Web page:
Optimization with Python
Mathematical optimization is a pervasive task in numerous engineering applications. It is concerned with algorithmic search for a value (usually a vector) that minimizes or maximizes a predefined objective function. In machine learning (ML), for instance, a search for the best configuration of model parameters is performed with an optimization algorithm minimizing the objective function that measures misfit between the known response values and those predicted by the ML model.
Problems of different nature require different optimization algorithms. Luckily, the opensource Python ecosystem provides a good selection of those. This post is aimed as an overview of the available Python libraries/modules suitable for different classes of mathematical optimization, along with some good resources on where to learn the respective methods and tools.
The primary module containing most of the optimizationrelated functionality is scipy.optimize
. Let’s call it opt
(as in from scipy import optimize as opt
) in our further discussion.
Let’s take a look at the classes of optimization problems and the associated tools to tackle them:

Leastsquares minimization: the very common problem of minizing the sum of squred residuals. The tools of the trade are
opt.curve_fit
, as well asnp.polyfit
andnp.linalg.lstsq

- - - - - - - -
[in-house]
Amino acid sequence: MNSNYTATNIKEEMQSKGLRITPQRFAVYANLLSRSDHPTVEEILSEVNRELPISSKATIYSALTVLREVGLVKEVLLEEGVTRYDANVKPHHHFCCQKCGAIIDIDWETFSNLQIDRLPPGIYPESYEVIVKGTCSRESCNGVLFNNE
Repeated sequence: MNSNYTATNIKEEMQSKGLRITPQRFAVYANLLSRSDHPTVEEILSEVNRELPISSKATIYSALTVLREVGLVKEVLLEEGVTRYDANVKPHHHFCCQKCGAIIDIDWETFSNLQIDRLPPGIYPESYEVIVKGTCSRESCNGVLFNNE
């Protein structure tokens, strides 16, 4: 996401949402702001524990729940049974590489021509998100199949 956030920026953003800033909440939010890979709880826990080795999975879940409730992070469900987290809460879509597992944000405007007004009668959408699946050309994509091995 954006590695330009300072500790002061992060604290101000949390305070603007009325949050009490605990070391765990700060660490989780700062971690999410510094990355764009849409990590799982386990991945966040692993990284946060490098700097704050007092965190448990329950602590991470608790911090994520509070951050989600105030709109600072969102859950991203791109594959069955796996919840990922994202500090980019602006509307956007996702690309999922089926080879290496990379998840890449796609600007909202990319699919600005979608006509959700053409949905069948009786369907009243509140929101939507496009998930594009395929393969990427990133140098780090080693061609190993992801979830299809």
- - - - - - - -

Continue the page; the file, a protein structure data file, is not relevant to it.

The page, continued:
. 
Constrained optimization: in addition to the objective function, the problem involves a set of constraints that have to be satisfied. These problems typically fall into the categories of linear programming (LP) or quadratic programming (QP). The methods that can be invoked via
opt.minimize
function areCOBYLA
andSLSQP
. Additionally, thecvxopt
library for convex optimization is available. 
Unconstrained optimization: the most general category of optimization problems, only the objective function (and sometimes its first and second derivatives) are specified. Different methods available through the
opt.minimize
function call can be used to tackle these problems. Some methods, such asBFGS
andNelderMead
require only the objective function itself. Conversely, some methods rely on the gradient and sometimes Hessian of the objective function to select the direction of the most profound change. Examples of these methods areCG
andNetwonCG
. One might be interested in looking at the mystic library, tackling specifically the unconstrained optimization problems and providing an objectorinted API with extensive callback functionality. 
Solving multivariate equations: this boils down to finding roots of vector functions, with the main entry point being the
opt.root
function. 
Global bruteforce optmization: some complex problems require timeconsuming bruteforce methods, especially in situation with multiple local minima. Examples of the functions of this sort are
opt.differential_evolution
andopt.basinhopping
.
Other useful tools I wanted to highlight are those related to automatic computation of gradients to be further used with the methods relying on the objective function derivatives:
autograd
: computes derivatives of arbitrary Python functions based on NumPy code with automatic differentiation.theano
/aesara
: allows for constructing, evaluation and optimizing mathematical expression with multidimensional arrays.
To learn more about using optimization methods in the Python ecosystem, I would recommend the following resources:
 Video tutoriasl by Mike McKerns:
 RealPython tutorials